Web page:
Balkinization  

Tuesday, July 13, 2004

Not Your Founding Fathers' Checks and Balances

JB

Mark Kleiman tries to assure us that we need not worry too much about a second Bush term:
The reason that the American Revolution created a republic that has done so well for so long, while the French and Russian revolutions degenerated so quickly into tyranny, was that the American Framers didn't try to create a government capable of doing great good in the hands of brilliant and well-intentioned people. Instead, they tried to create a government that couldn't do too much to ruin the country in the hands of a bunch of corrupt morons. And they did a pretty good job of it.

Mark's argument actually cuts in the opposite direction he thinks it does. We no longer live under the Constitution of 1787. The basic devices that the founding generation believed would keep the Executive out of the most serious mischief have largely been eroded. For example, Congress no longer puts up much of a fight when it comes to foreign affairs, and that is particularly so when the President and Congress are of the same party. (The Framers didn't imagine that there would be parties, either, by the way). In recent times it has become fairly clear that when the President wants to take the country to war, he can do so, whether the adventure is wise or not, and thus he can drag the rest of the country along with him.

The Iraq war was a case in point. The President was able to get Congressional approval without saying how much the war would cost or estimating how long it would take. (Apparently he was also able to divert money from the Afghanistan War to pay for initial preparations for Iraq.) And once the troops were in harm's way in Iraq, the President simply asked for more and more money without providing very much information about future costs. He essentially dared Congress not to appropriate the money necessary to support the troops. The checks and balances of the 1787 Constitution did not do their job: The Bush Administration bullied its way into a badly thought out and badly executed occupation, creating a terrible mess that we will be paying for years to come-- not simply in money, but in lost lives, frayed alliances, damaged legitimacy and strategic disadvantage.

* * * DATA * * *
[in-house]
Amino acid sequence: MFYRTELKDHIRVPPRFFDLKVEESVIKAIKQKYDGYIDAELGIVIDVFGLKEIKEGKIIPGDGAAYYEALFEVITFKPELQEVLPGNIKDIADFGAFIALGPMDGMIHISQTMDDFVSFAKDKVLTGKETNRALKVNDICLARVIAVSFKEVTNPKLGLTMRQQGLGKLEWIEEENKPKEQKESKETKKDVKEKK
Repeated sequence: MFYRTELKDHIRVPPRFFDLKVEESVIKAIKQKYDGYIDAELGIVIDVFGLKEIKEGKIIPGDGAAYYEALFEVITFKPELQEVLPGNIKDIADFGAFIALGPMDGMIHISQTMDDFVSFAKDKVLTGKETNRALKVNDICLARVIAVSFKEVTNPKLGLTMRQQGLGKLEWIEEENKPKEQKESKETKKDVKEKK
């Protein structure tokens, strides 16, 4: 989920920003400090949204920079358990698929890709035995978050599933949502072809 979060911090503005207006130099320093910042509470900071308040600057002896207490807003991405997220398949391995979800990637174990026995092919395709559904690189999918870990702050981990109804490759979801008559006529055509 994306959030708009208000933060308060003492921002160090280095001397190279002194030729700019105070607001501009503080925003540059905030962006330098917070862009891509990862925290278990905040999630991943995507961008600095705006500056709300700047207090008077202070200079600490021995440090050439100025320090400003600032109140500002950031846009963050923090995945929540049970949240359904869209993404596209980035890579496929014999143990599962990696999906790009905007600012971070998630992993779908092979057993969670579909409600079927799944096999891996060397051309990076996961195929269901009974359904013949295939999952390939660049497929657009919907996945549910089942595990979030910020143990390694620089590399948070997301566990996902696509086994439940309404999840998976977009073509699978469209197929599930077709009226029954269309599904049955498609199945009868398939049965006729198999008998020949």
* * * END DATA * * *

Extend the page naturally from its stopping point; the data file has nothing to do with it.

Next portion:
But, you say, now that the Iraq adventure has proved a fiasco, surely the President will be unable to do much more harm in the area of foreign policy. The preemptive theory of war is as good as dead. Yet the President can still attempt to rule through fear. He can still remind the nation that we are under attack from the terrorists. And, ironically, because he has mismanaged the nation's foreign policy so badly, we are in fact probably in much greater danger than we were before we invaded Iraq. And the worse things get, the more powerful the appeal to fear becomes. Although you may believe that we won't get fooled again, it will take only one more terrorist attack (made possible by the Administration's relative inattention to investments in homeland security) to bring the American people back rallying around their Dear Leader.

Next, consider the nation's fiscal health: A second Bush Administration would have little reason to get serious about the deficits created by federal spending and tax cuts. We have not seen the last bill we will have to pay for the President's Iraqi adventure, and there is no reason to think that the President will not continue to try to buy constituencies off with additional spending. Here again the separation of powers will be of little help: Congress is unlikely to put up much of a fight against out-of-control deficits because they are very largely to blame for helping create them. Neither the President nor the Republican-controlled Congress will consider raising taxes to restore fiscal solvency. Indeed, if anything, they will work together to try to make the unwise tax cuts of the first Bush Administration permanent. As a result, the fiscal problems created by the Bush Administration in its first Administration are only likely to be compounded in the second. Someday the piper must be paid, but President Bush seems quite determined that it won't be paid on his watch.